I just learned from those nifty guys and gals at Google that today is the 161st anniversary of Moby Dick, by Herman Melville. This is very exciting; I love that book.
I have a long and tormented relationship with this tome. I was first exposed to it in 10th grade English, when we had to read the chapter “The Whiteness of the Whale,” which I did not read because the font was tiny, as was my patience. I then purchased it in Spring of 2010 for a class, “Symbolus to Symbolisme,” for which I received a grade of N/C. The reason for this was that I wrote the only paper on Moby Dick, a 22 page essay that I banged out frenetically in seven hours the day it was due between trips to the bathroom and more trips to the bathroom. I then got an email from the professor saying that she had specifically stated we could write the paper on any book in the entire universe except Moby Dick, and that I would have to rewrite the paper. I’m sure it was more specific than that, but I decided that I couldn’t be bothered and moved to Mexico.
[I found the paper I wrote in my email. Here’s the first paragraph: “When I think about Schlegel, I’m always drowning in thoughts of synesthesia. A blue scream echoes across an open chasm and we see gyrating slivers of golden glass, a tall, dark, handsome seven or a silent, meek, green six. A gentle “L” sound tastes like Lucky Charms. Schlegel said that imagination exists to apprehend that which the five senses cannot. Each sense has the capacity to perceive that which it is designed to apprehend, but what happens when there is something that we cannot sense at that moment? There are things we cannot know, but that does not necessarily mean they do not exist.” This is humiliating. I’d rather have posted naked pictures. In retrospect, it’s probably better I left the country.]
I brought the cursed book along, figuring if it made me drop out of grad school, I should at least read it. I carried that fucking book from JFK to Puebla, back to New York for Christmas, to Puerto Escondido, to Belize, to the Yucatan Peninsula, and to Mexico City, where it sat on my bookshelf with a lovely view of the Angel de independencia. After I quit my teaching job, I started to read it half-heartedly. I kept getting stuck on the chapters about the different ways in which different painters had painted whales, and on the obtainance of oil. The book is nothing if not detailed. I think I read page 332 about seventeen times.
When I went on my walkabout to Oaxaca and Guatemala, I decided enough was enough. The best part about traveling alone is you can choose to isolate yourself for long periods of time, and with no obligations do whatever you want. So I finally read Moby Dick in San Pedro La Laguna; it was so tattered by that point that it broke into sections and I carried them around with me, reading on the dock while drinking Gallo, reading on the roof of the hotel while trying to tan, using it as a hangover remedy after demented nights.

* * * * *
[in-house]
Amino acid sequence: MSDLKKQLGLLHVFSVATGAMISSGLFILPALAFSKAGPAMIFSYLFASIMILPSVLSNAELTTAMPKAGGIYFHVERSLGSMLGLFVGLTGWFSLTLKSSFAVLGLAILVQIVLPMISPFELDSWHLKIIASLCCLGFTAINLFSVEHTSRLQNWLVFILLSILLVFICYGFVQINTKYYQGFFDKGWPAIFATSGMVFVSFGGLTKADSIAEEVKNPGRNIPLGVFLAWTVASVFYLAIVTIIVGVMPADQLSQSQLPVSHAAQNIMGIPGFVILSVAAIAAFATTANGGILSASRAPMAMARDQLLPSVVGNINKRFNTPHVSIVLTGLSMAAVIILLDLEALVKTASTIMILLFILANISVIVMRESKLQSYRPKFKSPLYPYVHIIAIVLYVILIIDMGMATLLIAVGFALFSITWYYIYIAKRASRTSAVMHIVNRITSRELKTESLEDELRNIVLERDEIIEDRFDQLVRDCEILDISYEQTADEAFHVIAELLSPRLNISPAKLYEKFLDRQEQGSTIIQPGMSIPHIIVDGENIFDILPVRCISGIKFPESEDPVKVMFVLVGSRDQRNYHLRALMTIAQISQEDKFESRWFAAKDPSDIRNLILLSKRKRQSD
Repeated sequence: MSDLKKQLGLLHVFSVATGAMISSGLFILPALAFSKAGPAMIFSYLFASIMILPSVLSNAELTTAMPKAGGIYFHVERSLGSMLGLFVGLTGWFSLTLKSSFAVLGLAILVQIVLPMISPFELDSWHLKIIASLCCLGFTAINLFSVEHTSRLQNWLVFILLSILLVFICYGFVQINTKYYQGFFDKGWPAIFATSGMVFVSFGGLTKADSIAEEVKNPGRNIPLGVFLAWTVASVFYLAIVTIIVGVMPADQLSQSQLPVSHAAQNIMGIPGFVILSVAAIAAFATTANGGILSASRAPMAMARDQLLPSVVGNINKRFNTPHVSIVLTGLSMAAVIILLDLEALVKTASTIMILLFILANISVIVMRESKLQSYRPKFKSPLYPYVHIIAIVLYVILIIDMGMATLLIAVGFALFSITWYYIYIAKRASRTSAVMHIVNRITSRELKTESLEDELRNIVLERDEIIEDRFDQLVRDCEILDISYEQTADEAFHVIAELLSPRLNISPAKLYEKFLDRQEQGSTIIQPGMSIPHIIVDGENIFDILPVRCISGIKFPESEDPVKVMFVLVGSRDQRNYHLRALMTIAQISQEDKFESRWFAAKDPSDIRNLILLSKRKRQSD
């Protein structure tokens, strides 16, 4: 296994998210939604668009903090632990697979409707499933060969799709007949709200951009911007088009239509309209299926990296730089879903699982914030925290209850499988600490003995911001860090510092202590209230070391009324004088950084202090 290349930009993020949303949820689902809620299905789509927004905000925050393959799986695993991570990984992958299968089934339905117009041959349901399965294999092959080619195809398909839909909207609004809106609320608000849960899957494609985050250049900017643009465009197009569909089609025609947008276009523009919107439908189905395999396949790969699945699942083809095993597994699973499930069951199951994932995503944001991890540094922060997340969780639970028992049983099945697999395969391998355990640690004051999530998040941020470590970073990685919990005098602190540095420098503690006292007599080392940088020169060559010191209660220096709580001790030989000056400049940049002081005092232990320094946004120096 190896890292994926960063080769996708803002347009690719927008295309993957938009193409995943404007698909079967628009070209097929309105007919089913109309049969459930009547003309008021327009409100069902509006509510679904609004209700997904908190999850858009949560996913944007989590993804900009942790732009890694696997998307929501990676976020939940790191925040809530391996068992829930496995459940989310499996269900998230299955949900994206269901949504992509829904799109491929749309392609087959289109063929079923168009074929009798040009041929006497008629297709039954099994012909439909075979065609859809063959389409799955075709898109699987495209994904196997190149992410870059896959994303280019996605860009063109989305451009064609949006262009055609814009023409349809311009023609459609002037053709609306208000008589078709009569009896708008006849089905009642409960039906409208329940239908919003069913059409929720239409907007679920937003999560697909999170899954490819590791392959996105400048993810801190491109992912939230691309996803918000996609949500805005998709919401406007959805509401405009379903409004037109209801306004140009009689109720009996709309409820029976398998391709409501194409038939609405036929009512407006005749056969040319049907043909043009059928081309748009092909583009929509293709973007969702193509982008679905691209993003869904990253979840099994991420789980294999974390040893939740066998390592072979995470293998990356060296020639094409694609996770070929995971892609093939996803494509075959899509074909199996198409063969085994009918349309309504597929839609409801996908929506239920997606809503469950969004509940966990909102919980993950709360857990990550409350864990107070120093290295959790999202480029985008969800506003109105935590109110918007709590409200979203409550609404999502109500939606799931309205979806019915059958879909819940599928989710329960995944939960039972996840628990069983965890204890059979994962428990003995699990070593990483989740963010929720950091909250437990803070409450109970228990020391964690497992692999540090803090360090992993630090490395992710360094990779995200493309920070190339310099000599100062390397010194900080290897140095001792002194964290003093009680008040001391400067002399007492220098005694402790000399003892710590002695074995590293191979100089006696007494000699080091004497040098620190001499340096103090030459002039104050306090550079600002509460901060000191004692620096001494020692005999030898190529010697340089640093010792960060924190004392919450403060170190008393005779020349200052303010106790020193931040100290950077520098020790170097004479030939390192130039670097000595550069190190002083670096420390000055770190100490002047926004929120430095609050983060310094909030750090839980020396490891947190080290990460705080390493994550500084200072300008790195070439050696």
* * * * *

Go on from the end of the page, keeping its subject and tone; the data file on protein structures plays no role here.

“I try all things, I achieve what I can.”
I finally finished in my little twin bed, and felt that bittersweet anger that happens when you’re done with an incredible book. After all, it’s the ultimate travelogue. It’s about people on an impossible journey that becomes possible, about the type of people who simply can’t be ashore too long. It’s about finding new places, and the fatigue at realizing all places are, in essence the same, yet you’d rather learn that firsthand than be told second. It’s about learning to get past snap judgements and first impressions, about liking people for who they truly are.
It’s also a testament to dedication and devotion in writing. Every single aspect of ceytology (study of whales) is dissected, divulged, and detailed so that even a reader who’s never seen an ocean can be on the Pequod, throwing spears off a small boat into the neck of a right whale, picturing the tiny, off-side eye. Interestingly, Melville writes: “To produce a mighty book, you must choose a mighty theme. No great and enduring volume can ever be written on the flea, though many there be who have tried it.” Granted, whales are indeed a “mighty” subject, but are they any different than a flea in terms of general human interest? Be they whales or fleas, you CAN write a mighty book about them, so long as you yank the heartstrings and mindstrings of the reader.
Yes, reading an 133 chapter book is an endeavor, but it’s a worthwhile one. And while it’s sad to finish a book you loved, the best part about literature is you can pick it up and read it again. And again. Or, if you’re lazy, you can just read some of these quotes.
“It is not down on any map; true places never are.”
“Whenever I find myself growing grim about the mouth; whenever it is a damp, drizzly November in my soul; whenever I find myself involuntarily pausing before coffin warehouses, and bringing up the rear of every funeral I meet; and especially whenever my hypos get such an upper hand of me, that it requires a strong moral principle to prevent me from deliberately stepping into the street, and methodically knocking people’s hats off – then, I account it high time to get to sea as soon as I can.”
“…for all his tattooings he was on the whole a clean, comely looking cannibal…”
“In this world, shipmates, sin that pays its way can travel freely and without a passport; whereas Virtue, if a pauper, is stopped at all frontiers.”
“I know not all that may be coming, but be it what it will, I’ll go to it laughing.”
“See how elastic our prejudices grow when once love comes to bend them.”
“There is a wisdom that is woe; but there is a woe that is madness. And there is a Catskill eagle in some souls that can alike dive down into the blackest gorges, and soar out of them again and become invisible in the sunny spaces. And even if he for ever flies within the gorge, that gorge is in the mountains; so that even in his lowest swoop the mountain eagle is still higher than other birds upon the plain, even though they soar.”